It was London everywoman Bridget Jones, in her most recent screen outing, who skeptically gave us cinema’s definitive verdict on “glamping,” that irksome term for upmarket camping in a fixed, fashionably furnished tent: “Calling him Gladolf Hitler,” she opined, “wouldn’t suddenly make us forget all the unpleasantness.” It’s not a view that is challenged, nor a quip that is remotely improved upon, in “Amanda & Jack Go Glamping,” a thin, sparkless romantic comedy that takes satirical aim at a host of current hipster-culture targets, before concluding that merely identifying them is droll enough.
Headlined somewhat bemusedly by David Arquette and Amy Acker, as a couple seeking to cure their marital doldrums at a rustic Texan retreat for the quinoa brigade, Brandon Dickerson’s scruffy Austin production has a communal, homemade quality of its own — though you’d gladly trade that for a few more laughs, not to mention a couple of extra character layers. Following limited theatrical exposure, “Amanda & Jack” will most likely set up camp in less glamorous streaming sites.
It’s almost surprising that the aforementioned “Bridget Jones’s Baby” zinger doesn’t appear verbatim in “Amanda & Jack Go Glamping,” so heavy is Dickerson’s nominally original screenplay on winking movie quotes and references: Everything from “Ferris Bueller’s Day Off” to “Gone With the Wind” to (okay, sure) “Ricki and the Flash” gets a direct tip of the hat here, to the point where it’s difficult to recall much of Dickerson’s unappropriated dialogue. So keen is the film to embed itself by association into a particularly catholic cinematic family — as opposed to the sitcom realm strictly suggested by its flat visuals and why-not plotting — that it even namechecks the 1987 Patrick Dempsey vehicle “Can’t Buy Me Love” as “another classic,” a stretch surely as tenuous as any of the narrative’s mounting contrivances and coincidences.
At least it wastes no time in the setup. An audio montage of news reports in the opening frames establishes the ennui of Jack Spencer (Arquette), a once-celebrated author who has slid into critical disrepute and personal depression since his wildly successful debut novel. Broke, unmotivated and sporadically cheered only by his two young daughters, he’s circling the outer borders of Splitsville with his exasperated wife Amanda (Acker) — about whom the script sees fit to tell us nothing whatsoever, beyond her growingly inexplicable attachment to this buzzkill. That extends to arranging a make-or-break, no-kids getaway in Greenacres, an on-trend, off-grid kind of technology-free wellness resort where distractions range from meditation to alpaca-petting to fireside singalongs to Sixpence None the Richer.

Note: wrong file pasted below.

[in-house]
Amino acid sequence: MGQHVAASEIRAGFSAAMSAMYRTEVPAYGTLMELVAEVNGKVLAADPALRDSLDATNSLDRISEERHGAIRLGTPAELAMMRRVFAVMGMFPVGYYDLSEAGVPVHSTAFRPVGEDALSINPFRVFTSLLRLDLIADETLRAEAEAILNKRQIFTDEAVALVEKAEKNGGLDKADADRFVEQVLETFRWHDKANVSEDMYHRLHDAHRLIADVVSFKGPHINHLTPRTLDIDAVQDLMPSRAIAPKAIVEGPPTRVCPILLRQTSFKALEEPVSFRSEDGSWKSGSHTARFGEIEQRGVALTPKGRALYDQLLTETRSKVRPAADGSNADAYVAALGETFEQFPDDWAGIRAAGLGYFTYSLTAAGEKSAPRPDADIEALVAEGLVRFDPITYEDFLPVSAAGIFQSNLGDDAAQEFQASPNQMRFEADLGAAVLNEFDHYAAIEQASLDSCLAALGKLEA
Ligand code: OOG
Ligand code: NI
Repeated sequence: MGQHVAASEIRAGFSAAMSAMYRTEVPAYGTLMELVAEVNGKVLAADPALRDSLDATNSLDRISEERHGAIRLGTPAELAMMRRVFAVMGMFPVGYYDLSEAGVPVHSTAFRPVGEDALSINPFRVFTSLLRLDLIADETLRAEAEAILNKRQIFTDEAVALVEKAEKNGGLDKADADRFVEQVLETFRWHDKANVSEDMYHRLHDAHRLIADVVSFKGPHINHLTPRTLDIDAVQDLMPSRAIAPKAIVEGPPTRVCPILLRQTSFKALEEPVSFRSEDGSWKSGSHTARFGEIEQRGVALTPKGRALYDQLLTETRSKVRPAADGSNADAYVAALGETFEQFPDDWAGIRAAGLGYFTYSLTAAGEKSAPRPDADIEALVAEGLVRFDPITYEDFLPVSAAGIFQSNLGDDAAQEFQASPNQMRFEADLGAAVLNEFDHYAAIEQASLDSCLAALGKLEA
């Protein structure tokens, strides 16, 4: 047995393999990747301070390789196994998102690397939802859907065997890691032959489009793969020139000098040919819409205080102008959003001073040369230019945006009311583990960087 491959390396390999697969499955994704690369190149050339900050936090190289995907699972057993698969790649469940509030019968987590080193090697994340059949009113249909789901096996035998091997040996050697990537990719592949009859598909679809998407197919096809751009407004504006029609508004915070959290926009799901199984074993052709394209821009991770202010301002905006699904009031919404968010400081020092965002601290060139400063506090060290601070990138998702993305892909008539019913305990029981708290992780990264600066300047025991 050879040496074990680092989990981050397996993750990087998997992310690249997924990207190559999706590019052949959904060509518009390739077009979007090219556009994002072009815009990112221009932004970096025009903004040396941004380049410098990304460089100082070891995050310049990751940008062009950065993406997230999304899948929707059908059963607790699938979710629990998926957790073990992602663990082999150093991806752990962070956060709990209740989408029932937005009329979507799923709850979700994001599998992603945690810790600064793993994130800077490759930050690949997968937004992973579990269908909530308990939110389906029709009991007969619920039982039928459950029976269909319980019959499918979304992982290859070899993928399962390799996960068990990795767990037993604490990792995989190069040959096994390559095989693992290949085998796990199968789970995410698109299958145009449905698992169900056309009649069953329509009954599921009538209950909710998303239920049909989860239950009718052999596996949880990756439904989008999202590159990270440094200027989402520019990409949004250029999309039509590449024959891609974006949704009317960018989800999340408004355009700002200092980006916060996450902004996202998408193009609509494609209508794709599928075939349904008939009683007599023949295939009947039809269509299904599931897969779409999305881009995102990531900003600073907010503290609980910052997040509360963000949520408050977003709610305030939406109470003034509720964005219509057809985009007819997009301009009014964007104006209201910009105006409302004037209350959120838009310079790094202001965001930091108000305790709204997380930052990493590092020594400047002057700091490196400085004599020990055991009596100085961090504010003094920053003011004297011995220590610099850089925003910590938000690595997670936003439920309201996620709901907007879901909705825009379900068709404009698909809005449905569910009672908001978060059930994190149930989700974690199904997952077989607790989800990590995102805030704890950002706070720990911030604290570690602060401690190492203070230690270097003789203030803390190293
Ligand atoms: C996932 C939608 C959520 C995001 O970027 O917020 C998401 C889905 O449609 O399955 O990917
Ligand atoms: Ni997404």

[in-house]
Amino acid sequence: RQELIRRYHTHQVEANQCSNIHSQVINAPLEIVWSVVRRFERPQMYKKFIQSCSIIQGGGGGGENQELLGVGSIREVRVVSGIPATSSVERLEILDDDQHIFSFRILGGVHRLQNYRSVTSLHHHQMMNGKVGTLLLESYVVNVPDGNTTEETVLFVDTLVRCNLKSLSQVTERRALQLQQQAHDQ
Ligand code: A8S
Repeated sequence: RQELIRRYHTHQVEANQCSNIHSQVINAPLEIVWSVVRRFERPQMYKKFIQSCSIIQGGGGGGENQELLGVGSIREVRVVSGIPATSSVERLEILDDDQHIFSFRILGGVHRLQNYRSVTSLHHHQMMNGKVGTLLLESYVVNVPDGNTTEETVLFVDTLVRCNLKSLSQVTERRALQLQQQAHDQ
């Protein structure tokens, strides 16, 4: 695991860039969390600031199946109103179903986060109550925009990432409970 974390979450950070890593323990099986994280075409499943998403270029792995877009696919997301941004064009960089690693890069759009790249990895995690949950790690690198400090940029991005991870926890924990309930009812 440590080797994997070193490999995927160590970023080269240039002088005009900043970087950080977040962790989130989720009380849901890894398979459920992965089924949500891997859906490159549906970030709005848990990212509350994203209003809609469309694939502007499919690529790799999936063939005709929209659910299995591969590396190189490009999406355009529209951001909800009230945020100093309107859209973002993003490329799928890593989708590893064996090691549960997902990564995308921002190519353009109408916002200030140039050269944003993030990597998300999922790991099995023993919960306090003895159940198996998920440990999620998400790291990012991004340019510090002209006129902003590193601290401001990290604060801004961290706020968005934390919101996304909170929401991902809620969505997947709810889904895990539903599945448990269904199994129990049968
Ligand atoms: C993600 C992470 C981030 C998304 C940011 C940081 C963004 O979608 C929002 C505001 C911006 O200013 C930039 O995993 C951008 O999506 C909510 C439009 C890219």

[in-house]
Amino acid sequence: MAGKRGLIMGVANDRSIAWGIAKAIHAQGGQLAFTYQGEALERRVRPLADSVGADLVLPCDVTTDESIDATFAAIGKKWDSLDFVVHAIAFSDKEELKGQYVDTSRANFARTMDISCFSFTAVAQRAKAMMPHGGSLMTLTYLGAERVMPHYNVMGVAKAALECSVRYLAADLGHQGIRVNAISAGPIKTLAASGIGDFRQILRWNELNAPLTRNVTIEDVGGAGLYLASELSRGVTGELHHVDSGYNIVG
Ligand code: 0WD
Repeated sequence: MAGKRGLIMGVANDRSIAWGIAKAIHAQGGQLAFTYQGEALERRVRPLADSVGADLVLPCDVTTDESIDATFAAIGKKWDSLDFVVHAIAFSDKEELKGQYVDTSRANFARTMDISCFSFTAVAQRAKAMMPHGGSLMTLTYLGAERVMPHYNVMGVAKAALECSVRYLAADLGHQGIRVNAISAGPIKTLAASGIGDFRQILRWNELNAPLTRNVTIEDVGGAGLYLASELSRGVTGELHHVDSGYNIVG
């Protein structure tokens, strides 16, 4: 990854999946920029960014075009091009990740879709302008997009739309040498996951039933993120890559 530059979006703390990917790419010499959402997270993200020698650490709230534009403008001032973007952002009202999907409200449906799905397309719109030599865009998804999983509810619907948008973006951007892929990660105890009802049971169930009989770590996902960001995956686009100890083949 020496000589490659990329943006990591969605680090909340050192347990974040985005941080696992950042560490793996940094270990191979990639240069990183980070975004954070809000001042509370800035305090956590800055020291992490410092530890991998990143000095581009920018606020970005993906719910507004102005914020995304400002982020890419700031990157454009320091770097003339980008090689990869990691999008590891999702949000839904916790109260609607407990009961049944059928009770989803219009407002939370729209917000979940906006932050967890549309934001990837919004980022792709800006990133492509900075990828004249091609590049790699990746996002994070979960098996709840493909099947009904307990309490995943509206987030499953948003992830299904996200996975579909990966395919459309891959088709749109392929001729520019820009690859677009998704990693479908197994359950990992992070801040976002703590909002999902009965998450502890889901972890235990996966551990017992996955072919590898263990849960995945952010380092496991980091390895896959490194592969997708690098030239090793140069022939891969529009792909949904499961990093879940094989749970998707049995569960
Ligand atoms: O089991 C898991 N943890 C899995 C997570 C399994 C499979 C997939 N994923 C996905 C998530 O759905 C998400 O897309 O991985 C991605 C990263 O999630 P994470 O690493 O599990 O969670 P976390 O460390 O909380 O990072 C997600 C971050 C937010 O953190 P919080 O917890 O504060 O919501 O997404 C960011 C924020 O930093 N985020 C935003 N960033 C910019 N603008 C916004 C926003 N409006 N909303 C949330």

Jack, not unreasonably, is unconvinced. The film largely shares his wary perspective, particularly when their initial idyll is rudely disrupted by others: a dippy millennial couple (Nicole Elliott and Daniel Ross Owens) brandishing hybrid dreamcatcher selfie sticks, and Greenacres’ smarmy founder Nate (Adan Canto, finding more comic zip than most in the sparse material), a hemp-wearing, virtue-signaling dreamboat who takes a convenient shine to Amanda just as her husband reaches peak writer-y crankiness.
It’s hard to invest much in the ensuing alpha-male pissing contest over a woman who probably deserves better than either man. Jack’s redemptive wilderness walkabout is equally small potatoes, both dramatically and comically, punctuated by half-sketched, high-quirk encounters with local eccentrics and a hunter-gathering adolescent who professes to be under the equal educational influence of “Socrates, the Boy Scouts and Google.” By the time deus ex machina duties fall unexpectedly to June Squibb, doing a low-rent reprise of her Oscar-nominated salty-old-trooper routine from “Nebraska,” “Amanda & Jack Go Glamping” seems to have exhausted its already slim possibilities with minutes to spare.
Even if its modest relationship dilemma never catches the heart, it’s the simpler, lower-stakes misses in Dickerson’s film that disappoint most. Situating itself in a gentrified yurt-and-yoga cultural scene ripe for a ribbing, “Amanda & Jack” proceeds mostly to fire blanks into the barrel, pointing out the privileged silliness of glamping but never quite nailing what it reveals about these blandly insecure characters. “Looks like your hashtag bulls—t antenna!” Jack yells to a group of passively offending hipsters at his most irate point — whatever that may be, the film could probably use one.